The artists who inspire Girolamo include iconic pop artist Keith Haring, abstract painter Julie Mehretu, known for large, layered works, and abstract expressionist Willem de Kooning. “The first time I saw a de Kooning (painting) in person, it brought me to tears – the markings and the colors, it was what I was doing on my canvas, but someone had also experienced the same. It was the emotion of being understood,”
Girolamo’s painting process is an exploration. Applications to the canvas may include scraped layers, saturated colors and water. Shapes and lines are confronted, challenged and pushed toward a completed painting. “It is the visibility of each step and the patience that is needed to give each layer time to settle into its environment. It is with distance you are able to appreciate where it is coming from,” she writes in her artist’s statement.
“Jenna’s work is full of color and life,” says fine artist Siena Pullinzi who shares a rented studio space with Girolamo.
In August Girolamo’s work was part of “Out of the Schoolhouse,” an emerging artists exhibition sponsored by the Ontario County Arts Council. Undoubtedly, this exhibit is one of more to come. In the interim, stop in to see Girolamo’s work in her studio on the first Friday of every month. Open studio hours are from 5-9PM at the Hungerford Building, Studio 420, in Rochester.
Visit jgartbuzz.com. Contact Girolamo at email@example.com. Follow her on Instagram @JGArtBuzz
Jason (“JT”) Thiel, 18, is a 2021 graduate of Horseheads High School and attends SUNY Corning Community College pursuing a business degree. Photography is his main career goal. Thiel is new to the art of photography but already working professionally and garnering awards.
Thiel’s interest began as a high school junior when he bought a camera to photograph a small clothing line he designed. Apparel fell by the wayside when he fell in love with photography.
Using a Canon EOS RP camera, Thiel edits his photos with Adobe Lightroom and Photoshop. Main subjects are evenly split between nature and portraits. Thiel credits his cousin Kyle Nickerson, a photography hobbyist, with helping him to develop skills and techniques. He also watches Peter McKinnon tutorials on the photographer/filmmaker’s YouTube channel and is influenced by photographer Alen Palander’s style. Both pros are Toronto-based.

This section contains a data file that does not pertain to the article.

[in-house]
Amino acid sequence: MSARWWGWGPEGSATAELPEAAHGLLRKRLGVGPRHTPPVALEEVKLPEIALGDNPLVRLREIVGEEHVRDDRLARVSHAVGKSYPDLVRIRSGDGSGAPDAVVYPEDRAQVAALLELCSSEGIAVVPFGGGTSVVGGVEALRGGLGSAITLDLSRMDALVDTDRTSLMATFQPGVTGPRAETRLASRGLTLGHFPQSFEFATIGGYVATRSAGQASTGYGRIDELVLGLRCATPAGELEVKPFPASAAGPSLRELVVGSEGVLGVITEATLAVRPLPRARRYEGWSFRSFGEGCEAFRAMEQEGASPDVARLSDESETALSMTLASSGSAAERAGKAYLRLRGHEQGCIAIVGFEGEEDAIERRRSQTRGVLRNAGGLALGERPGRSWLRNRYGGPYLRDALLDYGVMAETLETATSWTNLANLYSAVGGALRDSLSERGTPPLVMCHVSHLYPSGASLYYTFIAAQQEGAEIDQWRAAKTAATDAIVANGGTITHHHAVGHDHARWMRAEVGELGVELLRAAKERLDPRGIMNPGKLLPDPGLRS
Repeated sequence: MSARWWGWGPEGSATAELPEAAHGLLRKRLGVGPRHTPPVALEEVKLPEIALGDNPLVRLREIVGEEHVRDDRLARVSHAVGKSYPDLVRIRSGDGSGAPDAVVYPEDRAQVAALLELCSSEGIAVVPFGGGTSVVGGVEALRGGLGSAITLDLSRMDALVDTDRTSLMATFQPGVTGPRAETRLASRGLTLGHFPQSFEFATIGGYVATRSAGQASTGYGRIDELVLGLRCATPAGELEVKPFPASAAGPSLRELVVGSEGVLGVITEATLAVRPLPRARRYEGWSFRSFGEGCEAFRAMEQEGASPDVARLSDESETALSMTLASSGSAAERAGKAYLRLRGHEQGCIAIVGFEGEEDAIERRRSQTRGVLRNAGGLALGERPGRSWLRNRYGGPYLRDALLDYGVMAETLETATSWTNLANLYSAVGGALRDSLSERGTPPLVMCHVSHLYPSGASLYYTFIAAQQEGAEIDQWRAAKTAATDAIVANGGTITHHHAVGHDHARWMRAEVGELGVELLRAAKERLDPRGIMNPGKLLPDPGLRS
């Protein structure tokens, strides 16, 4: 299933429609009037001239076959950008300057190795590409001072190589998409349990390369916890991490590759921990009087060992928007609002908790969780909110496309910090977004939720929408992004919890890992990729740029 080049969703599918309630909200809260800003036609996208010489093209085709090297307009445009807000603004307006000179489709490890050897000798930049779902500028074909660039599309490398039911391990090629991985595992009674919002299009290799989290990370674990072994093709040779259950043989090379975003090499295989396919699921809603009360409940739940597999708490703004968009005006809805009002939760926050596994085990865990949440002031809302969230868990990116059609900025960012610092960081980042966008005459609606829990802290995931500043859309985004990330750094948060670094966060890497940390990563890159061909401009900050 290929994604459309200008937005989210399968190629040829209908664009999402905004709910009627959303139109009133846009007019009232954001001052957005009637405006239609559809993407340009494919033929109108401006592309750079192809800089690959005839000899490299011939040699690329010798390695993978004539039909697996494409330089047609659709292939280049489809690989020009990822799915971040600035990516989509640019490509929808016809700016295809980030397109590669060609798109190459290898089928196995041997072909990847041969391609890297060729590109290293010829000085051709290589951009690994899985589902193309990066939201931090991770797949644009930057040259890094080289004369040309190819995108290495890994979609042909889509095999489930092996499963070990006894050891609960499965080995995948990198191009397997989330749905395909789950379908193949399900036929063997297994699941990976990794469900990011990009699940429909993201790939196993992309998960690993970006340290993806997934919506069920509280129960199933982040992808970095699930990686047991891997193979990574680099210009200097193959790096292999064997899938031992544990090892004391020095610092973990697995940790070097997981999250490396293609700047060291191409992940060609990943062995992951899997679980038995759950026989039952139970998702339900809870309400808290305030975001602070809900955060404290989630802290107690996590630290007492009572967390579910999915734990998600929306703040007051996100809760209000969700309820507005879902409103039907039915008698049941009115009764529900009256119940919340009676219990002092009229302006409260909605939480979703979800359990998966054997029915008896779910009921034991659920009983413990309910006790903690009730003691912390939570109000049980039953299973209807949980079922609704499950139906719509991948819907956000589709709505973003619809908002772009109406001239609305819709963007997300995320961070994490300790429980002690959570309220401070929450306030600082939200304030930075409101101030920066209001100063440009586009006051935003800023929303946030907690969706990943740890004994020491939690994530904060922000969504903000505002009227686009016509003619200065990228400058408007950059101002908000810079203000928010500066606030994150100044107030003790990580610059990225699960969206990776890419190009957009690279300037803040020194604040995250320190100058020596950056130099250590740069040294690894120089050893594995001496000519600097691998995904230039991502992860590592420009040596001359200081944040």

Thiel launched his website in 2020. “My first paying client was my friend Nolan who paid me $10 for a simple photoshoot in Elmira,” he says. It was a decidedly modest start but opportunities have definitely progressed from there. Over the summer, Thiel was hired to shoot a family reunion and is busy framing photos to sell online. He also plans to self-publish a book of upstate New York nature photos with an emphasis on the Finger Lakes Region’s state parks.
And then there are the awards. Thiel entered the 2021 Scholastic Art & Writing competition and won the prestigious Gold Key award for “Alone,” a portrait shot, and an honorable mention for “Sunrise Motivation,” a nature photo. Both works were later included in an Arnot Art Museum exhibit in Elmira.
Later this year, Thiel’s “Adirondack Magic” photograph was a finalist in Congressmen Tom Reed’s annual Congressional Art Competition. “We care about the importance of arts for students, and this competition is just one way we can encourage and support the next generation of artists,” says Reed. Thiel’s photograph hangs in Reed’s Washington, District of Columbia office for a year.
“The art I make is to cherish memories and to get a different view on the world,” says Thiel. “I want to share this view with people, that way people can see how beautiful the world around them is.”
Visit jasonathiel.com. Contact Thiel at firstname.lastname@example.org. Follow him on Instagram @Jasonathiel.
Aubrey Hill of Hammondsport, 22, graduated from Rochester Institute of Technology (RIT) with a Bachelor of Fine Arts in 2021. Throughout college she waffled between professional goals: artist or art teacher? She’s decided to do both. Her career path is art education but Hill will continue to create her own art.